REVIEWED: Chambers and Strallen shine in Top Hat

THE reaction of the packed Milton Keynes Theatre audience said it all - Top Hat is all set to become a West End smash!

Seventy-six years after Fred Astaire and Ginger Rogers danced their way across the silver screen and into the hearts of 1930s cinema-goers, the comedy musical Top Hat has been revived for the stage, writes Alan Wooding.

And with 2008 Strictly Come Dancing winner Tom Chambers and Summer Strallen who replaced Connie Fisher as Marie in The Sound of Music in the lead roles, it has played to packed houses following its World premiere in Milton Keynes on Tuesday, August 16.

With music and lyrics by the legendary composer Irving Berlin, the original

1935 film was nominated for four Academy awards while Astaire and Rogers were regarded as Hollywood royalty.

The new show has stuck to the original score with five classics like ‘Cheek to Cheek’, ‘Isn’t it a Lovely Day to Be Caught in the Rain’ and, of course, ‘Top Hat, White Tie and Tails’.

But Top Hat’s direction team of Matthew White, choreographer Bill Deamer and producer Kenny Wax decided to add several others popular numbers from the Berlin catalogue including; ‘Let’s Face the Music and Dance’, ‘I’m Putting All My Eggs In One Basket’ and the sexist, ‘Gentlemen Prefer Blondes’.

The storyline itself is one of mistaken identity. Jerry Travers (Chambers) is an American song and dance man who gets a call from British stage producer Horace Hardwick (Martin Ball, Thenardier in Les Miserables) so he travels from the USA by cruise liner to London to appear in one of Hardwick’s variety shows.

However as Jerry demonstrates his new tap dance routine late one night in Horace’s hotel room, it annoys Dale Tremont (Strallen) who is trying to sleep in the room directly below. And after she goes upstairs to complain, the two are immediately attracted... but complications arise when Dale mistakes Jerry for Horace!

There’s plenty of face slapping, accusations of infidelity, lots of tap and ballroom dance sequences set in hotel lobbies, a refined gentlemen’s club and inside a series of luxurious suites.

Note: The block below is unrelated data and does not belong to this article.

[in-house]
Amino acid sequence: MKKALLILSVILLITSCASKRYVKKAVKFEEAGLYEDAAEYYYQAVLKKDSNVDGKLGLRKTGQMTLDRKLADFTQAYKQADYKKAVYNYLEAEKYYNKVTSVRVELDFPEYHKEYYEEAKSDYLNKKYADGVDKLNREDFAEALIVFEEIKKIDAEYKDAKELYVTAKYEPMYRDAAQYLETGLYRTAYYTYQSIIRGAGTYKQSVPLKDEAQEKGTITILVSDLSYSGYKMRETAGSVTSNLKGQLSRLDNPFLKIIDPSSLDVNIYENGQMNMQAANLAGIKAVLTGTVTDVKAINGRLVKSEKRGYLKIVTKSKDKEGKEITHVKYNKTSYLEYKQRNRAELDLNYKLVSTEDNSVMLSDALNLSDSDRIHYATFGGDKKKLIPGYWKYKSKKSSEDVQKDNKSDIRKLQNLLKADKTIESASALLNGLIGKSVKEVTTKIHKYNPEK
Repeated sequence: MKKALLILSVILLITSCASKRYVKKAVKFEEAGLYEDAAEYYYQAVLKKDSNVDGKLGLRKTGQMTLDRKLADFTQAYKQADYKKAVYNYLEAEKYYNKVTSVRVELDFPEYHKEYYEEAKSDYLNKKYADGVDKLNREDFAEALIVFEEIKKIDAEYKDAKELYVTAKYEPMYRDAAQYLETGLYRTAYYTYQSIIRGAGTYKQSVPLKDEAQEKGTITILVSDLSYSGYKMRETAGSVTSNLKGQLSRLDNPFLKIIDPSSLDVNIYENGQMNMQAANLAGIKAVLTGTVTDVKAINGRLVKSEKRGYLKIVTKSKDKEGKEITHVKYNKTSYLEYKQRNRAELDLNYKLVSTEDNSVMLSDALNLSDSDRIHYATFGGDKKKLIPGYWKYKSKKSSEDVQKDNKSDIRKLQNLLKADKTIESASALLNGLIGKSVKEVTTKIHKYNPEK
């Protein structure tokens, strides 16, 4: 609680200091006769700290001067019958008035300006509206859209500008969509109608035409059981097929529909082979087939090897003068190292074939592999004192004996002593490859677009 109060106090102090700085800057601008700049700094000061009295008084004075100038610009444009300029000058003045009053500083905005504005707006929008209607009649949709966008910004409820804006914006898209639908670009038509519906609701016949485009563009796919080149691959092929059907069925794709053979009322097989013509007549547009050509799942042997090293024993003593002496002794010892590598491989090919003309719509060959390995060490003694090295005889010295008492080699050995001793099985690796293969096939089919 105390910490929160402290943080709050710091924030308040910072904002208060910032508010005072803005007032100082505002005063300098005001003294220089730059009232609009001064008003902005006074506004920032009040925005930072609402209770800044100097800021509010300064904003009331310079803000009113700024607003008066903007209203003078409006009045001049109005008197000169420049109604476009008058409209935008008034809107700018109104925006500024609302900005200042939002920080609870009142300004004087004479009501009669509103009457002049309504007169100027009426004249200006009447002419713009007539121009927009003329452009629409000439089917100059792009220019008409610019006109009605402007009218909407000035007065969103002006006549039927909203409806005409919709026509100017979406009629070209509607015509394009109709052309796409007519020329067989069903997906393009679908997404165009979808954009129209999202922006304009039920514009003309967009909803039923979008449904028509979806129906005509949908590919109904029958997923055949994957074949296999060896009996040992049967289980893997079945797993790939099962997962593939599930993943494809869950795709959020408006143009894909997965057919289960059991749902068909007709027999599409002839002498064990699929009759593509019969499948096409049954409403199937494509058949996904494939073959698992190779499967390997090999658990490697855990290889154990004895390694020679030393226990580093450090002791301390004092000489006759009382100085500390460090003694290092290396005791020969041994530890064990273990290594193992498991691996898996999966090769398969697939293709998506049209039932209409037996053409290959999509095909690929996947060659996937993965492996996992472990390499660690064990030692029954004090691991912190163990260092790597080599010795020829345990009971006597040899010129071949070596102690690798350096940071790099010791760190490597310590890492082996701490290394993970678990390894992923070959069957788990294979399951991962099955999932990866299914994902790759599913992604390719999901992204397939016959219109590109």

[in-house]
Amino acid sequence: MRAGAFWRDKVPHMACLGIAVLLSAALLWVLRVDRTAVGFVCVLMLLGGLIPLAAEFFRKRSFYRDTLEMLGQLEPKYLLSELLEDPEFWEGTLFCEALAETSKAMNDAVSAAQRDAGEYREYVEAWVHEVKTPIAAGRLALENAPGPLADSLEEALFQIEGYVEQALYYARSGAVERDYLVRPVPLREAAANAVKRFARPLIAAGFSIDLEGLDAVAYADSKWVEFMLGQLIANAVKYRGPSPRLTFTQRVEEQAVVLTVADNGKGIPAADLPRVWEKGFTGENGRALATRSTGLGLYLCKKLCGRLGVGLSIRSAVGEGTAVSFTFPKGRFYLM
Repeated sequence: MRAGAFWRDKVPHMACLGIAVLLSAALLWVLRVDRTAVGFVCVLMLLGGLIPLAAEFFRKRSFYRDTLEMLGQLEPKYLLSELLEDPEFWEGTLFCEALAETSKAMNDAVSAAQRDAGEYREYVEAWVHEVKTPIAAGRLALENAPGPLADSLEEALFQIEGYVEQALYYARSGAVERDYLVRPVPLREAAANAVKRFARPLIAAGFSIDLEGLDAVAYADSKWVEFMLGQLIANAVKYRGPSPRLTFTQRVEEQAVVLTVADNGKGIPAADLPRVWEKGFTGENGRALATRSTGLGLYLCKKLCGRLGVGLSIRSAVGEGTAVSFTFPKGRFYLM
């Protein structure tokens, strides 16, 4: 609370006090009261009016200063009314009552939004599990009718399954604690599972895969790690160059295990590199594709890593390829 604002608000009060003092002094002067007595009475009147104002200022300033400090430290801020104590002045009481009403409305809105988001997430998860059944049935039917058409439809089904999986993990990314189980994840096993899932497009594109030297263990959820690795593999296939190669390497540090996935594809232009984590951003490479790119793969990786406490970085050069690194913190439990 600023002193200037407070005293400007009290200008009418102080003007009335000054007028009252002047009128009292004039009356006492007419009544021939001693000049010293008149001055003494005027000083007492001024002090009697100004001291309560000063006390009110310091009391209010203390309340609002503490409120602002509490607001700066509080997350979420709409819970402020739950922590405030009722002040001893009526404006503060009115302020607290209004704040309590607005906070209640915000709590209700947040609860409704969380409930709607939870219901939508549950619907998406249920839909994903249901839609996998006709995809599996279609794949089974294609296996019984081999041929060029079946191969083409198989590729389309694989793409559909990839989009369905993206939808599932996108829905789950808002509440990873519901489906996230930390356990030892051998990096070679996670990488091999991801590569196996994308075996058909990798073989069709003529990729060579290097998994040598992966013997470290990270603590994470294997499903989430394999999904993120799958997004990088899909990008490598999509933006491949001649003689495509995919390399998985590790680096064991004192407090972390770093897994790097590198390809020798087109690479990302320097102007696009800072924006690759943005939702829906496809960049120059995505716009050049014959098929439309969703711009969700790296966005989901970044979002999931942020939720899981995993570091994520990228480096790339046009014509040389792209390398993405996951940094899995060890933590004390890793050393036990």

The second act in this three hour show (including interval) centres in and around Venice where Jerry, Horace the lovely Dale meet up with Horace’s gold-digging wife Madge Hardwick (Vivien Parry, Mamma Mia).

In the Italian resort more mayhem ensues with plenty of comings and goings and more ins and outs of hotel rooms it’s all more akin to a Brian Rix Whitehall farce than a light-hearted musical.

Following a sham marriage to Italian suitor Alberto Beddini (Ricardo Afonso) after she thinks she’s missed the boat with Jerry, Bates (Stephen Boswell), Horace Hardwick’s faithful valet, reveals that he’d simply reversed his white collar and that he wasn’t a real priest at the wedding ceremony. And that means the ‘marriage’ is instantly forgotten and everyone gets their girl.

Chambers, a well-known face on television having spent three years as a medic on Holby City and latterly as a school head in Waterloo Road, was an accomplished tap dancer long before his days on ‘Strictly’ and was superb in the lead role.

His melodic voice was a surprise to many, but not so his co-star Strallen who possesses one of typical power and of theatrical quality.

Top Hat’s song and dance routines were slick and cleverly arranged while the

31 cast members remained in perfect harmony throughout, especially in the many tap routines and those memorable nostalgic choruses.

Top Hat is set to tour the provinces until December before it opens in the West End in early 2012 and, following its two week run in Milton Keynes it closes tomorrow (Saturday, August 27), you can catch up with it at any of the following theatres:

Birmingham Hippodrome (August 30 to September 10; Southampton Mayflower (September 13-24); Salford Lowry (September 26-October 9); Plymouth Theatre Royal (October 10-23); Theatre Royal Norwich (October 24-November 6); Canterbury Marlowe (November 7-20); Edinburgh Playhouse (November 21-27 and the Leeds Grand between November 28 and December 10.